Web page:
Transcript of Dr Carolyn Harper being interviewed by Mark Carruthers on Good Morning Ulster. In this interview he asks her did she get it wrong holding information back from the public? Dr Harper replied: “I think it is a fair comment that perception, that we were perhaps hiding something by not publishing the figures did lead to a level of public concern. It wasn’t unique to Northern Ireland. There was a similar debate going on last week in England and they also moved to publishing weekly swine flu deaths.” She also said that swine flu deaths were being under-reported in other parts of the UK.

January 12th: Line in media briefing paper states that it is estimated that there may be around 50-80,000 doses of seasonal flu vaccine currently with GPs and Trusts that has not been used yet.

Briefing paper for Minister says that weekly flu bulletin the following day will state there have been a total of 17 swine flu related deaths since November 1 – 14 had co-morbidities, two did not and information on the final case is awaited.

January 13th: Paper on lines to take for a media briefing. It stresses that “there is no shortage of safe, effective vaccine to provide protection against swine flu.” And it states that revised arrangements to reinstate weekly deaths reporting have now been put in place given the currently high levels of seasonal flu that are circulating.

And press release issued by PHA aiming to reassure the public after two deaths of people with no underlying health problems.

January 14th: Letter from Dr Michael McBride to Professor Andy Hall (Joint Committee on Vaccination and Immunisation) written at the request of Michael McGimpsey to ask if the committee recommends any change in the policy of vaccinating children aged under five given increased public concern about recent deaths of children in this age group across the UK. It also states that a total of 17 swine-flu related deaths have been announced, and: “Sadly we are aware of a further death this afternoon and expect a second one before the weekend is over.” Media briefing paper on January 18th states that JCVI advised that advice remains the same – vaccine should be offered to those in at risk groups and those over 65.

Seanin Graham (health correspondent at the Irish News) emails to ask for a comment after receiving a call from “a very concerned GP” who said his health centre can no longer get the seasonal flu vaccine. He has been told they will instead be getting the H1N1 vaccine. Seanin said that the doctor is concerned given the reassurances given by John Compton last week in relation to Northern Ireland having enough supplies.

January 15th: Press release from Michael McGimpsey offering his condolences to the family of a two-year-old boy from the Republic of Ireland who died from swine flu in intensive care in Northern Ireland. And, in the evening, the department also releases a statement about the death of a 10-month-old baby who had an underlying medical condition. He died from swine flu in intensive care.

January 16th: Mr McGimpsey’s private secretary emails Dr Elizabeth Mitchell to ask for additional material for the Minister prior to a briefing. As well as information on patients currently in intensive care, she said the Minister also wants to know how many vaccines have been received and the number of patients vaccinated at Dr Deeney’s practice.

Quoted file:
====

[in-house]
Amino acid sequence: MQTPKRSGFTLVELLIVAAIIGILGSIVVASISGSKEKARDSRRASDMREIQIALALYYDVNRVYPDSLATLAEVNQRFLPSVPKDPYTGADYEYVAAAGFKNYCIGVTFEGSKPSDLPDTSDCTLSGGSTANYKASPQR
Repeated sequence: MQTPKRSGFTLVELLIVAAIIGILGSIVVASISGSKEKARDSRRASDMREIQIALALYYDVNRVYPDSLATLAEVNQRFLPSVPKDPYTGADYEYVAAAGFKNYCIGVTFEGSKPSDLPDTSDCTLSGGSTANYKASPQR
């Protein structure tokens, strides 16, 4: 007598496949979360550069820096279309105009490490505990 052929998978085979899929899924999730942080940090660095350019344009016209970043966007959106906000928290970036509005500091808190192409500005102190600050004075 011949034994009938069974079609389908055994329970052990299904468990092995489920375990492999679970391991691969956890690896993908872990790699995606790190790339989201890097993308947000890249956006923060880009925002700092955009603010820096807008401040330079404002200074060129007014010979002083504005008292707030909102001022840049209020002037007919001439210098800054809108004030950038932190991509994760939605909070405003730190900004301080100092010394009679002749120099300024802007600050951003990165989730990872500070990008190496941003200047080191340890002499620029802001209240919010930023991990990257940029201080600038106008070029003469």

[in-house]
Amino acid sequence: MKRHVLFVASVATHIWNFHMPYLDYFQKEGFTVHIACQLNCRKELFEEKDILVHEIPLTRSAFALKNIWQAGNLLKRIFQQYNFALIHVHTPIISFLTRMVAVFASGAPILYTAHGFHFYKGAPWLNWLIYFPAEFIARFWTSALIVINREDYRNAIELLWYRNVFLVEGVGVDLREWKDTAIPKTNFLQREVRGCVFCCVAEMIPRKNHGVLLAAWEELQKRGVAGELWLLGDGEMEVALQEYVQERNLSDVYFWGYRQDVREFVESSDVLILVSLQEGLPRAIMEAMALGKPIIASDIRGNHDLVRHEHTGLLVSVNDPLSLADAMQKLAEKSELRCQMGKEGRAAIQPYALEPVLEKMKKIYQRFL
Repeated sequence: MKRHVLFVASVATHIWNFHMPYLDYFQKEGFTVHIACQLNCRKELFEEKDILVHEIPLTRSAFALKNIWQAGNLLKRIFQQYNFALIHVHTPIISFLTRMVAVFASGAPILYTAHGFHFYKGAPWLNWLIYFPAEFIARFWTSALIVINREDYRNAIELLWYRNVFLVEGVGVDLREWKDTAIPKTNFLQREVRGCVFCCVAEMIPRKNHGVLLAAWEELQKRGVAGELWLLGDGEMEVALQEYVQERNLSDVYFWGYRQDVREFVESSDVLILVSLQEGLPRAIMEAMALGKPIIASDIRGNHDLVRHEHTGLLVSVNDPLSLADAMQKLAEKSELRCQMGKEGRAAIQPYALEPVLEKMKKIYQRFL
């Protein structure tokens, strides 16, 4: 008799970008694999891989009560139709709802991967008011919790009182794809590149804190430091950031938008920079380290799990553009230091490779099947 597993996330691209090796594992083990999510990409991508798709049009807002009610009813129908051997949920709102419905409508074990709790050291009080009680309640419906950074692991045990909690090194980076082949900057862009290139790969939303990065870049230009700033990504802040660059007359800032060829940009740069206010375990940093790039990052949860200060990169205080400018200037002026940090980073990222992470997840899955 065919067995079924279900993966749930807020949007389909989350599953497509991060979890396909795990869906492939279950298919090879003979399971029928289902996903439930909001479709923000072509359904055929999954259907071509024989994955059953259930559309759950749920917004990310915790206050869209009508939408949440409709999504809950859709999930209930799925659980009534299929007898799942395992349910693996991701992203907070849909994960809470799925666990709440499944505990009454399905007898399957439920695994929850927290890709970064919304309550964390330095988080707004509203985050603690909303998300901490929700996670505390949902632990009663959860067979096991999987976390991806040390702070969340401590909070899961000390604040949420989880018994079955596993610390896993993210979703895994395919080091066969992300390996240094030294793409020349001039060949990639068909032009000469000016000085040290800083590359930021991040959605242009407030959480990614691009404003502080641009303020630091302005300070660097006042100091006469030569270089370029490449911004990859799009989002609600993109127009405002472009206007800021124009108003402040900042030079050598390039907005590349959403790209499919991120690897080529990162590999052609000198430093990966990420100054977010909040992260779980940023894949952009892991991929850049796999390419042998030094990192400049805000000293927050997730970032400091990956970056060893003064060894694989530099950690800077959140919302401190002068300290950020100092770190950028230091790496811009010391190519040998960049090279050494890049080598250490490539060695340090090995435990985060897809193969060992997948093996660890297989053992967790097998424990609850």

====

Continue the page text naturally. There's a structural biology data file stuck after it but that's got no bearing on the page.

January 18th: Professor Dame Sally C Davies (interim Chief Medical Officer at the Department of Health in London) asks for support to report deaths by nation – as well as the UK total. In an email to Dr Michael McBride and Dr Elizabeth Mitchell, Dr Reaney says that publishing Northern Ireland deaths alongside those in other parts of the UK would be a “lose-lose situation”. She says: “If we don’t report them then we are accused of hiding something, while if we do report them comparisons will be made.” And: “Any publication of deaths would have to be heavily caveated and even then it will look as if we are worse off than everywhere else.”

Vaccination figures from Martin Coleman at Department of Health among at risk groups. Email shows that 57% of pregnant woman were vaccinated, 48% of frontline health staff, 38% of healthy children (aged between six months and five years), 75% of 65 years and over ‘at risk’ and 87% of under 65s ‘at risk’.

January 19th: In an email to press office staff, Dr Reaney said that the number of swine flu deaths cannot be directly compared across the four UK countries as there are differences in the definition of what is being counted, the timeliness of obtaining that information and the completeness of the information. An agreement is reached to put out the figures with the caveat that the data is not directly comparable.

A paper on a media briefing to take place the following day stresses there is “no shortage of safe, effective vaccine to provide protection against swine flu”.

January 20th: PHA press release confirms 21 people from Northern Ireland have died from H1N1 flu during the current flu season. Of these, 18 had underlying medical conditions, two did not and one unconfirmed. In notes to the editor, death of child resident in Republic is mentioned as an additional case.

January 21st: Department response to press query from the Ulster Herald states that there are around 400,000 swine flu vaccines left in stock.

February 3rd: Email from Richard Smithson confirms that £145,000 was distributed to GPs to call in ‘at risk’ patients for vaccination – to be spent on envelopes and postage or phone calls.

February 9th: Weekly flu bulletin confirms four more deaths reported the week before. Total number of swine flu related deaths reported is 29. Of these, 26 had an underlying health problem, two did not and one is not yet known.

February 16th: Weekly flu bulletin. No flu deaths reported this week.